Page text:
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Your Intro to Alopecia (And Why it’s Not Created Equal)

March 30 All day

Al·o·pe·ci·a /ˌaləˈpēSH(ē)ə/

the partial or complete absence of hair from areas of the body where it normally grows; baldness.

Alopecia is a broad term describing hair loss, but alopecia is not created equal across the board. In fact, hair disorders are complex, not just in their presentations but also because they often have a deep psychological impact on those suffering.  

There are various different causes and subtypes of alopecia broken down into non-scarring vs. scarring alopecia. With the non-scarring subtypes, hair loss can be significant but the good news is that they present with little inflammation/irritation and the hair follicles are kept intact. Why is this good news? Because that means chances for hair regrowth are higher and more likely. Whereas scarring alopecias destroy the hair follicles, causing irreversible damage to them by replacing them with scar tissue over time.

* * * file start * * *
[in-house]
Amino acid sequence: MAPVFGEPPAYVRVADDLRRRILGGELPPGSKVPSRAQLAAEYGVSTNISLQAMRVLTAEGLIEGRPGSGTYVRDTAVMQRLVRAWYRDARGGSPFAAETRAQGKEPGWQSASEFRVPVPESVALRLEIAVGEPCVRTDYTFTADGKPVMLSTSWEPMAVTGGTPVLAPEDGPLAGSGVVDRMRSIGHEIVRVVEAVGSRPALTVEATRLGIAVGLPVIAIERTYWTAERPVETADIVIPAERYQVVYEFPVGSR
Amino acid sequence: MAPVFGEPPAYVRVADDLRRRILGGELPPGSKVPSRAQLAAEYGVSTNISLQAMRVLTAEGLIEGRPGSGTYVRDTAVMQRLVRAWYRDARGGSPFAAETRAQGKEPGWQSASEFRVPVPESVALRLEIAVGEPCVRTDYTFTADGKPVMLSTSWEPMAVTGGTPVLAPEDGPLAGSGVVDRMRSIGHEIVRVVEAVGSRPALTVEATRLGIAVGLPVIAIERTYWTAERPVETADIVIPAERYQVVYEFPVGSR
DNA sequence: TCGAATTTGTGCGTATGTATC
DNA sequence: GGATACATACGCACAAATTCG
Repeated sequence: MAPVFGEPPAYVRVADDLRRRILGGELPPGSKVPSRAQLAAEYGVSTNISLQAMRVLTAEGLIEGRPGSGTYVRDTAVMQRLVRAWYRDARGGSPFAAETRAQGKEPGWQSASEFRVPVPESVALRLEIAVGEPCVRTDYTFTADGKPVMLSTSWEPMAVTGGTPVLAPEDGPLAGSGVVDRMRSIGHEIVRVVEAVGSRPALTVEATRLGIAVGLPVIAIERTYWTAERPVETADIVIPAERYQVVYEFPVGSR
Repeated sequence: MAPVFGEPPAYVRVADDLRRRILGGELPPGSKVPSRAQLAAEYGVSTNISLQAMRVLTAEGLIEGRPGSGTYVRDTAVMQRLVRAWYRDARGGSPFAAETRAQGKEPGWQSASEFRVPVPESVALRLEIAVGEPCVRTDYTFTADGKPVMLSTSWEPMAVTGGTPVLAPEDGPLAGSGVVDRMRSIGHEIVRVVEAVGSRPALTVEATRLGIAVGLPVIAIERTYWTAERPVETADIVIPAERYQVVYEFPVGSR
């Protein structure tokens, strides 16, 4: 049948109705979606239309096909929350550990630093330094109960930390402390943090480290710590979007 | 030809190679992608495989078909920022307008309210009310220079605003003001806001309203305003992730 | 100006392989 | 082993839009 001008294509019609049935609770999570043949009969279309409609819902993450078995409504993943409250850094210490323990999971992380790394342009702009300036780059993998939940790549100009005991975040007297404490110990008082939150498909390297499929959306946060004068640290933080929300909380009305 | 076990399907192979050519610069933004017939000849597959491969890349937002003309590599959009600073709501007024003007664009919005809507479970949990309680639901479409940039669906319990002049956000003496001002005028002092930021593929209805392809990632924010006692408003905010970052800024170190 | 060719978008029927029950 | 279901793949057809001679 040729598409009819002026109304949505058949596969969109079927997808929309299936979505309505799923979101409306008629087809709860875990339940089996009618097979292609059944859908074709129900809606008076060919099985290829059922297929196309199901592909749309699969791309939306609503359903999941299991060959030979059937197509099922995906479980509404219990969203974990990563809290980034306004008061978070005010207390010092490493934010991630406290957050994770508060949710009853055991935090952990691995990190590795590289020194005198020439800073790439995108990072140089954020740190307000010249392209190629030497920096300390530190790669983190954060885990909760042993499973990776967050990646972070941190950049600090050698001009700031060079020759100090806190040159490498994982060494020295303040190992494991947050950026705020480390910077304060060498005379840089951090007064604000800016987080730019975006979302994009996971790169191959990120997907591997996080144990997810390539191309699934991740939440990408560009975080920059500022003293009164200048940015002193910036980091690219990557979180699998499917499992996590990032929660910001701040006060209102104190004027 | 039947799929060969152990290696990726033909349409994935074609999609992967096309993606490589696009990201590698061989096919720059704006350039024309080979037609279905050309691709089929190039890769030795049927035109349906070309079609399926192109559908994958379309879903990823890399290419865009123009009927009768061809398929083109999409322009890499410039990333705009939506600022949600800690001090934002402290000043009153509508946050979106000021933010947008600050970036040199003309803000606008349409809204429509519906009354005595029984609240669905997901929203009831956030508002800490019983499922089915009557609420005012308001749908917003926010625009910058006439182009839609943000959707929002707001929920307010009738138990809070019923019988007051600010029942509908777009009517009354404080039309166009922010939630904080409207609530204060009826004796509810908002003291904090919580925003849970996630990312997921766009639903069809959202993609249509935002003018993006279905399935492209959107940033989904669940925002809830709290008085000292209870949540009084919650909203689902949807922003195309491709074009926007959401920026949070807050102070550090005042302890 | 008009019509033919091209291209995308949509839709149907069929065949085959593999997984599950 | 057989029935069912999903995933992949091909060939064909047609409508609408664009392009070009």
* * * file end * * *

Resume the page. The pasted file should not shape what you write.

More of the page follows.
Non-Scarring Alopecia Scarring Alopecia
– Alopecia Areata
– Androgenetic Alopecia 
– Telogen Effluvium
– Traumatic/Trichotillomania/Traction (early)
– Tinea Capitis
– Syphilis
– Anagen Effluvium
– Central Centrifugal Cicatricial Alopecia
– Frontal Fibrosing Alopecia/Lichen Planopilaris
– Traction Alopecia (late)
– Chronic Cutaneous Lupus
– Pseudopelade of Brocq
– Alopecia Mucinosa 
– Dissecting Cellulitis

So before jumping to any conclusions about our own hair loss, it is very important to be evaluated for any underlying issues by a board-certified physician as treatment course and prognosis can vary dramatically depending on one’s underlying issues.

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